Image: Clover Grocery via Facebook.
There was a time not too long ago when New Yorkers began to resent the apparent gentrification of local bodegas, which had begun carrying high-priced, healthy food items sought by new neighborhood residents. Chain convenience stores like 7-11 were yet another blow to the concept of the quirky corner deli. And then, of course, there was the Whole Foods effect. The latest development in the ascent of the local grocery store is even more difficult to grok: The “wellness bodega” has arrived. As Eater reports, mini-markets–like Clover Grocery in Manhattan’s West Village–in metro areas like NYC and LA are stocking items like $18 “vegan friendly” condoms and marine collagen supplements–and confusing the daylights out of ordinary city folk.
And a WeWork market, of course
, Wed, September 13, 2017
Image via Bodega
The loss of small businesses throughout cities nationwide is already an escalating issue to rising rents and online delivery platforms, but more and more new physical business models are also looking to edge out mom-and-pops and brick-and-mortar retail establishments in general. Take for example a new startup called Bodega, which, you guessed it, wants to replace your actual bodega (they’ve even made their logo a “bodega cat”). Started by two former Google employees, the concept puts unmanned pantries in offices, gyms, dorms, or apartment buildings and stocks them with convenience store staples like non-perishable snacks and beverages, toiletries, cleaning supplies, and even fitness equipment, using a special computer vision system to track purchases (h/t Fast Company).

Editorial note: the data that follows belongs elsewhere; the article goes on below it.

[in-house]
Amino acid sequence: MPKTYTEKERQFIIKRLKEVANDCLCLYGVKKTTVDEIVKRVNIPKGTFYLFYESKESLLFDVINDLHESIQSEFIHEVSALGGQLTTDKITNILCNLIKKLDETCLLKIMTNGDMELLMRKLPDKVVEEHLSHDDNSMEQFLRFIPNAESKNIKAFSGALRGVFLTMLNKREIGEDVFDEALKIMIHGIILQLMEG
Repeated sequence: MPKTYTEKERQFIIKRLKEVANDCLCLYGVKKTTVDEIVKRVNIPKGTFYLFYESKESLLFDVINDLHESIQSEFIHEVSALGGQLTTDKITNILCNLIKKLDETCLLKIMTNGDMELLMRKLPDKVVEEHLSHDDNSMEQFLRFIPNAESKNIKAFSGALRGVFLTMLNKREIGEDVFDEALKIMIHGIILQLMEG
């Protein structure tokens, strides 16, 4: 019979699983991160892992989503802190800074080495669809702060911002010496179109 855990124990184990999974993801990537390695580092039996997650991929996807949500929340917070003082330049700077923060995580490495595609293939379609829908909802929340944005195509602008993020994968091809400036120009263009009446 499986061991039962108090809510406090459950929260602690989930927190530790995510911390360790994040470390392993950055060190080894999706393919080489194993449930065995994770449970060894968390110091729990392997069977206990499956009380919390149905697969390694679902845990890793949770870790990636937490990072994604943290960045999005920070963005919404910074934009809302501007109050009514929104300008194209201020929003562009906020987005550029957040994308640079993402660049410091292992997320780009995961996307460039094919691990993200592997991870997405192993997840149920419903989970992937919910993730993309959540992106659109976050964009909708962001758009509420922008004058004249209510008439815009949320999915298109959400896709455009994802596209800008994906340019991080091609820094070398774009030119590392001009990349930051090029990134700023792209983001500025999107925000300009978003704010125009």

Yesterday we asked the question, “Are the city’s bodegas becoming a thing of the past?” As we noted, “many of these tiny shops have been scrambling to stay in business. The city’s roughly 12,000 bodegas are losing customers.” According to the Times, 75 have already shuttered this year. Typically, we pin this on rising rents and the influx of chain stores, but another likely culprit could be New Yorkers’ changing habits and needs. Many of us are buying more health foods and fresh produce and less of the packaged goods and cigarettes that bodegas often offer. To test this theory, we want to know your retail habits.
The Times highlights the plight of the city’s iconic local bodegas, tiny grocery-slash-beer-slash-whatever-the-local-patrons-need shops that have long been a colorful cornerstone of everyday life in the city’s neighborhoods. Photographer Gail Victoria Braddock Quagliata even spent nine months pounding the pavements of Manhattan in a quest to photograph every single one of its bodegas.
But many of these tiny shops have been scrambling to stay in business. The city’s roughly 12,000 bodegas are losing customers. About 75 have closed this year according to the Times, many in uptown neighborhoods like Inwood, Washington Heights and Harlem. Though that proportion is small, many shop owners are concerned.
Read more on the plight of local bodegas